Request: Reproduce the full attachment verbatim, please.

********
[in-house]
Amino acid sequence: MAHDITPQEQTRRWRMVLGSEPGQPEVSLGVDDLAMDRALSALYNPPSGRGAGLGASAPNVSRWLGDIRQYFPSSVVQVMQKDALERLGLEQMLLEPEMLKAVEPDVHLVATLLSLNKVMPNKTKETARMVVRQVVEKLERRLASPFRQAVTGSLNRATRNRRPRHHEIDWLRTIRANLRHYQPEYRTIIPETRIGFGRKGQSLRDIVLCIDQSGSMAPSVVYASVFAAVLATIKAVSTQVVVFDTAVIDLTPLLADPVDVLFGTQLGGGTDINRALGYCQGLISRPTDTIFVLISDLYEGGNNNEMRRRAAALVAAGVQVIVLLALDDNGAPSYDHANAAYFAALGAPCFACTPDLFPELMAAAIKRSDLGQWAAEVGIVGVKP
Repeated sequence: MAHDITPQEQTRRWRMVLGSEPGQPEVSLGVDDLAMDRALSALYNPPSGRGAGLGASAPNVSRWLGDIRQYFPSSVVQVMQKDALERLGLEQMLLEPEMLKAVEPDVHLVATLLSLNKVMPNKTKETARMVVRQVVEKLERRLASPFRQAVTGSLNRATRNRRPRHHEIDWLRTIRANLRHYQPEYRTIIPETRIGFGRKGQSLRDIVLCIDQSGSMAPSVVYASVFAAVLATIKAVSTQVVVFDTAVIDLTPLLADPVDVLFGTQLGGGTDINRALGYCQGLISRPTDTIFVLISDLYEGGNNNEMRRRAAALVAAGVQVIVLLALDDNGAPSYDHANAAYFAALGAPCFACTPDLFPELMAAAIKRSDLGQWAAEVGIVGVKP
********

[in-house]
Amino acid sequence: MAHDITPQEQTRRWRMVLGSEPGQPEVSLGVDDLAMDRALSALYNPPSGRGAGLGASAPNVSRWLGDIRQYFPSSVVQVMQKDALERLGLEQMLLEPEMLKAVEPDVHLVATLLSLNKVMPNKTKETARMVVRQVVEKLERRLASPFRQAVTGSLNRATRNRRPRHHEIDWLRTIRANLRHYQPEYRTIIPETRIGFGRKGQSLRDIVLCIDQSGSMAPSVVYASVFAAVLATIKAVSTQVVVFDTAVIDLTPLLADPVDVLFGTQLGGGTDINRALGYCQGLISRPTDTIFVLISDLYEGGNNNEMRRRAAALVAAGVQVIVLLALDDNGAPSYDHANAAYFAALGAPCFACTPDLFPELMAAAIKRSDLGQWAAEVGIVGVKP
Repeated sequence: MAHDITPQEQTRRWRMVLGSEPGQPEVSLGVDDLAMDRALSALYNPPSGRGAGLGASAPNVSRWLGDIRQYFPSSVVQVMQKDALERLGLEQMLLEPEMLKAVEPDVHLVATLLSLNKVMPNKTKETARMVVRQVVEKLERRLASPFRQAVTGSLNRATRNRRPRHHEIDWLRTIRANLRHYQPEYRTIIPETRIGFGRKGQSLRDIVLCIDQSGSMAPSVVYASVFAAVLATIKAVSTQVVVFDTAVIDLTPLLADPVDVLFGTQLGGGTDINRALGYCQGLISRPTDTIFVLISDLYEGGNNNEMRRRAAALVAAGVQVIVLLALDDNGAPSYDHANAAYFAALGAPCFACTPDLFPELMAAAIKRSDLGQWAAEVGIVGVKP